Think Tank

A financially strategic plan for farming succession

11th March 2019


The importance of frank conversations

Succession planning and encouraging new entrants into a farming business can be a daunting prospect, but opening the discussion early can put your business on a far surer footing.

Taking control of succession planning enables you to better manage family relationships, reduce tax bills, and make positive changes for the future. So how do you go about starting such discussions?

To begin with, you need to have an open, frank conversation with everyone who has an interest in the business. Invite an independent third party to oversee it, and put the plan on paper. It’s important that future generations are involved, and that everyone is clear about their personal and business objectives.


Splitting assets

When it comes to succession planning, families often fail to recognise the distinction between being equal and fair. Trying to split assets equally between siblings may not be fair – or the best option for the business – but there are ways to achieve a successful outcome for everyone. For example, if one child gets a house and an income stream, such as rental return, while another gets the farm, with a higher capital value but greater work commitment, this could be regarded as a fair outcome, and one which would enable the business to continue.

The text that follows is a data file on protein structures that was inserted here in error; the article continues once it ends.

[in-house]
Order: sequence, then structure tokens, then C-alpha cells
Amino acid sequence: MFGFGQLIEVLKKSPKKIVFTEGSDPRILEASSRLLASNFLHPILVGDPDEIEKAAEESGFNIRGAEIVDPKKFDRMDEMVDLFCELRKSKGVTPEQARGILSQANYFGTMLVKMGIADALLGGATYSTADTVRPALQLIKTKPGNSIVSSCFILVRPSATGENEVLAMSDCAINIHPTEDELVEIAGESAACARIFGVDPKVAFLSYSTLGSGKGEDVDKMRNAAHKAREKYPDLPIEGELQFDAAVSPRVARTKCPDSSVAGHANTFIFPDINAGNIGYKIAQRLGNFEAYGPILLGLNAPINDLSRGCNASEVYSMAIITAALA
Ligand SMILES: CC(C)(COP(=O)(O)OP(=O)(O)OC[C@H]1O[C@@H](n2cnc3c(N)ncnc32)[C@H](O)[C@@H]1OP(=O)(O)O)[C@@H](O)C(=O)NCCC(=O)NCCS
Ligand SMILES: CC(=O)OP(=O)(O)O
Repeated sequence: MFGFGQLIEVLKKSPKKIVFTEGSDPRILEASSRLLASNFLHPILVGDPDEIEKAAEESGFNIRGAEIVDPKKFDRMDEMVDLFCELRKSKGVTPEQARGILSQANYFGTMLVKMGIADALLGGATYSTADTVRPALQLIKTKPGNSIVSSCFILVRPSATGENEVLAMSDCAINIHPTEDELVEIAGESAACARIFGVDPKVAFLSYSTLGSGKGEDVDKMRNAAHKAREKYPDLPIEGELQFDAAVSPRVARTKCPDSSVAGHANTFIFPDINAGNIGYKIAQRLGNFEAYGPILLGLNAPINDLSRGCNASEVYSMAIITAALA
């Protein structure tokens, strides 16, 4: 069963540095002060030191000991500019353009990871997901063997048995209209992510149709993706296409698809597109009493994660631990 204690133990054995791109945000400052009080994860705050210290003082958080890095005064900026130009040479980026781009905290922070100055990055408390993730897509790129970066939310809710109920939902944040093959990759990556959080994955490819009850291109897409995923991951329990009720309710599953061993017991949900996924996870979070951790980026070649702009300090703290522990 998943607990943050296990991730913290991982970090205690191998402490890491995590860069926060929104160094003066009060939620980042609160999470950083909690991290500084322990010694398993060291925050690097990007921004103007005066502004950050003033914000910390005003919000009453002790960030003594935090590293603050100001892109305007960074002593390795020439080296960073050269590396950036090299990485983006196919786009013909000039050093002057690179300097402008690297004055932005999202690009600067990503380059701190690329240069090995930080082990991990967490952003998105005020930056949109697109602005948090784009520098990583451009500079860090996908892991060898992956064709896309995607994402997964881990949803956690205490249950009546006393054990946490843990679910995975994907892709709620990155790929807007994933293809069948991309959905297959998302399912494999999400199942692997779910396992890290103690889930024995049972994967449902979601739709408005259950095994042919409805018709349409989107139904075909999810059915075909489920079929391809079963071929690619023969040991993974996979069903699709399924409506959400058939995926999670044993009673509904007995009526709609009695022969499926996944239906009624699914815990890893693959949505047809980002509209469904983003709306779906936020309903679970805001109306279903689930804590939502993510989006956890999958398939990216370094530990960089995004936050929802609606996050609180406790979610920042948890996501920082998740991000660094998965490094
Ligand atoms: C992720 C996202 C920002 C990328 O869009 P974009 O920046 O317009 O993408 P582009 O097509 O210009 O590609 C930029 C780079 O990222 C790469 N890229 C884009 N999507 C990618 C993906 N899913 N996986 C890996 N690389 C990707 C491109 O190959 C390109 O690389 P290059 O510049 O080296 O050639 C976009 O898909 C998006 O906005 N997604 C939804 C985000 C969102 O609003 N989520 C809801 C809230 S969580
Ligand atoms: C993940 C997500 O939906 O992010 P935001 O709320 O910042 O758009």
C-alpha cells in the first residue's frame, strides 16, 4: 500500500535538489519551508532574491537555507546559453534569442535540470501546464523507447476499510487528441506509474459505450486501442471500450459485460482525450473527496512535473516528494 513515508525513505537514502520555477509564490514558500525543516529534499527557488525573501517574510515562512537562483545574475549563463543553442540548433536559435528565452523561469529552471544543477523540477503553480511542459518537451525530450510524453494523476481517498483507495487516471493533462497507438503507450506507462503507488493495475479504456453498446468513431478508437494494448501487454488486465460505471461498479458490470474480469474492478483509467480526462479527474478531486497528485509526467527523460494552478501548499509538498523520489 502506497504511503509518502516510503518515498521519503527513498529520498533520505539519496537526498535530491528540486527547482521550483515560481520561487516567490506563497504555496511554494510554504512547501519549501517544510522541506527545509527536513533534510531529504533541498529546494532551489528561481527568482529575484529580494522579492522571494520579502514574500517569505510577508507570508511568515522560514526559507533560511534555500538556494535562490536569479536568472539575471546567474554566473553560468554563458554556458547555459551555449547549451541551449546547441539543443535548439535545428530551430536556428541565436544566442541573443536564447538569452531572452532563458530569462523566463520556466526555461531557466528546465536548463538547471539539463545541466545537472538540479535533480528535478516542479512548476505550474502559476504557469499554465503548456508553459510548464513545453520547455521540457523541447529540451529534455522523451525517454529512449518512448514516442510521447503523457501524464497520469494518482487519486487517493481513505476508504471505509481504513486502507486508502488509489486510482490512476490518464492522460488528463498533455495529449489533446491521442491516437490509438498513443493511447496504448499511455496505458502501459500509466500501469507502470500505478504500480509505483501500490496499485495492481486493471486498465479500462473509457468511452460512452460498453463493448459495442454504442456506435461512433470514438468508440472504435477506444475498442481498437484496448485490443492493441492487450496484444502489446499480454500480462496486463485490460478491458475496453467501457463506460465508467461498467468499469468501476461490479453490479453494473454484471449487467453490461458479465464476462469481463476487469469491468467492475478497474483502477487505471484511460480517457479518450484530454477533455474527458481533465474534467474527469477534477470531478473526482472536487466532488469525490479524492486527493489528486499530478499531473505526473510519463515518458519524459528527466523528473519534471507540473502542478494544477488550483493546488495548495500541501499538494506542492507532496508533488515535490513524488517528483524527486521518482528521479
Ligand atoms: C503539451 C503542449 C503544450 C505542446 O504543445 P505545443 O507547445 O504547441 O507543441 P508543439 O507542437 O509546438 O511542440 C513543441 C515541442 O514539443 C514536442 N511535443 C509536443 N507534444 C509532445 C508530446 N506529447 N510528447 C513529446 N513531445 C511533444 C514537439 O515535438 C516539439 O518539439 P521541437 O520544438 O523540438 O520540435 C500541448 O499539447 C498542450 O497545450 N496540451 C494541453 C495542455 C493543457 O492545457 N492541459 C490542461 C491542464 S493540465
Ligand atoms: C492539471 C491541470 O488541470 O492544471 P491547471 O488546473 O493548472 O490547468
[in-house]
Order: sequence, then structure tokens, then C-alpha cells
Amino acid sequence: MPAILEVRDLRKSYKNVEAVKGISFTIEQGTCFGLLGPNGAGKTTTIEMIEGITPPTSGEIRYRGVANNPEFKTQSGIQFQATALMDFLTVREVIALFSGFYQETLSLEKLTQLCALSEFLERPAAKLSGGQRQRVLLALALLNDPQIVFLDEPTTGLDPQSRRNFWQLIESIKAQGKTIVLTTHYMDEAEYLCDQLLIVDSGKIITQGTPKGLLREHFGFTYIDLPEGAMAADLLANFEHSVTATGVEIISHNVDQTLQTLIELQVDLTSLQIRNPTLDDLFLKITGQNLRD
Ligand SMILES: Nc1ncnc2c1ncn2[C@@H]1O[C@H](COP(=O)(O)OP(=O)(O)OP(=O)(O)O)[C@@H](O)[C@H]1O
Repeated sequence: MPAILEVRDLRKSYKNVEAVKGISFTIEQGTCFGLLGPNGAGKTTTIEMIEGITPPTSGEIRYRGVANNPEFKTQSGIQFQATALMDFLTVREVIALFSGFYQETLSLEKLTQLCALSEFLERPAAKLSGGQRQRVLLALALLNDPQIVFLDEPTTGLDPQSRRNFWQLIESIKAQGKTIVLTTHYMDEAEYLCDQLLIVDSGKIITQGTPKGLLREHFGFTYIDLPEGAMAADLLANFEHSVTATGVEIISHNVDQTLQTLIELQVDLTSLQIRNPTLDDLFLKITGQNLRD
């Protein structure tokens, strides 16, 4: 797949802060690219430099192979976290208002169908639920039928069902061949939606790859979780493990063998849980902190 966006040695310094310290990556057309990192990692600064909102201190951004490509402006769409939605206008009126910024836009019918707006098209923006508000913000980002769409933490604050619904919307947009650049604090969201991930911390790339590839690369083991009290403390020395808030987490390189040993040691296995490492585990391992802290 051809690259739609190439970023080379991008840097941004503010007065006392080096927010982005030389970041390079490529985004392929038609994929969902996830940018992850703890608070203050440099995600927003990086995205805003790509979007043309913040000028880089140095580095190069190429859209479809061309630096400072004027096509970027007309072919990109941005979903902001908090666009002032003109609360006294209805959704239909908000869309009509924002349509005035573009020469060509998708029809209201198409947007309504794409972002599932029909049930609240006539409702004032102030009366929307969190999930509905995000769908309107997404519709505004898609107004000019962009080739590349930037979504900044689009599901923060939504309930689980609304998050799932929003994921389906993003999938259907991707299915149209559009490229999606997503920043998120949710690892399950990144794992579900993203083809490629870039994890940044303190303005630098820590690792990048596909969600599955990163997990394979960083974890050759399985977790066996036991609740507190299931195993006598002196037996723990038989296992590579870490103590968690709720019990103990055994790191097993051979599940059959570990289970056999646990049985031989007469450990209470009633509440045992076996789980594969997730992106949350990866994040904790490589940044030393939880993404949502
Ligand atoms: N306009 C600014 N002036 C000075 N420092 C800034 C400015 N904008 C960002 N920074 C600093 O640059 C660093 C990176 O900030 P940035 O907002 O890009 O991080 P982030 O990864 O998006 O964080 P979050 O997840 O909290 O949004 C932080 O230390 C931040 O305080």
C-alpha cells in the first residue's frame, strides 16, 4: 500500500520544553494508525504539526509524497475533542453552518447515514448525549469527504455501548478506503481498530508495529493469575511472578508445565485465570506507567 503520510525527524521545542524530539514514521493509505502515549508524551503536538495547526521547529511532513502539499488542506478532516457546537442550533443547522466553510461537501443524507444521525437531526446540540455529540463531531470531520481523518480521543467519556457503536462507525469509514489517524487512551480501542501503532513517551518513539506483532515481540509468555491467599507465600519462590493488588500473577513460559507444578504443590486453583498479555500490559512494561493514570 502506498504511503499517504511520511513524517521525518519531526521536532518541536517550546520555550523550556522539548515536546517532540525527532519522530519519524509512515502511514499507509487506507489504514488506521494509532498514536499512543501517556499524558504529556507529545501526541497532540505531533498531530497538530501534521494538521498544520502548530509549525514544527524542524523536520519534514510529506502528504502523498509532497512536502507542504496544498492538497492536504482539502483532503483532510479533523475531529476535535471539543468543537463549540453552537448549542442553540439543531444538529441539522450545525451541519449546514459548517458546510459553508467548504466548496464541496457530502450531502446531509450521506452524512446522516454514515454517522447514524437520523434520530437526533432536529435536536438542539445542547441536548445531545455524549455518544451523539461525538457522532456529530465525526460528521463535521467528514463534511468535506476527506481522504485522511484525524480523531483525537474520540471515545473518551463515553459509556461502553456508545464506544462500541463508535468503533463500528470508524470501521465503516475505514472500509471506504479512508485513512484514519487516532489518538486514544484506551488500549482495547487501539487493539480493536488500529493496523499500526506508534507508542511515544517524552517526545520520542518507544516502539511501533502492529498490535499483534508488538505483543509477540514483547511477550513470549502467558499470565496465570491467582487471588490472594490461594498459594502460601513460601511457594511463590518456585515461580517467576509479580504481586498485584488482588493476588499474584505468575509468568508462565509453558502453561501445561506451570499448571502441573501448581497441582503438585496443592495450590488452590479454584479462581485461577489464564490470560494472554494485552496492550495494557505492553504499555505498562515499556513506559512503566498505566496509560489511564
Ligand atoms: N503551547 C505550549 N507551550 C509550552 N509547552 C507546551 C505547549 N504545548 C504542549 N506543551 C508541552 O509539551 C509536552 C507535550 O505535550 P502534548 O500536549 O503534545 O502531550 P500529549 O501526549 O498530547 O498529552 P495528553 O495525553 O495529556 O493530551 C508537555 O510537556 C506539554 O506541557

Tax planning

Tax planning is always a critical consideration when it comes to re-evaluating business strategy and inheritance – but it should not be the driving factor, so make sure the tax fits the objectives, not the other way around.

To make the business more efficient in the longer term, consider investing in new technology now. Capital allowances, which provide 100% up-front tax relief on qualifying expenditure up to £200,000, make such purchases extremely tax efficient in the short term, and the equipment could dramatically improve future sustainability.


A better business structure?

Many farmers operate as sole traders or family partnerships, but recent changes to the tax regime have made trading as a limited company extremely tax efficient. It may be worth incorporating to take advantage of those lower tax rates. Corporation Tax rates are currently 20%, and are due to drop to 17% from April 2020. That compares to individual tax rates of 40-45% for higher and additional taxpayers, so the savings can be significant.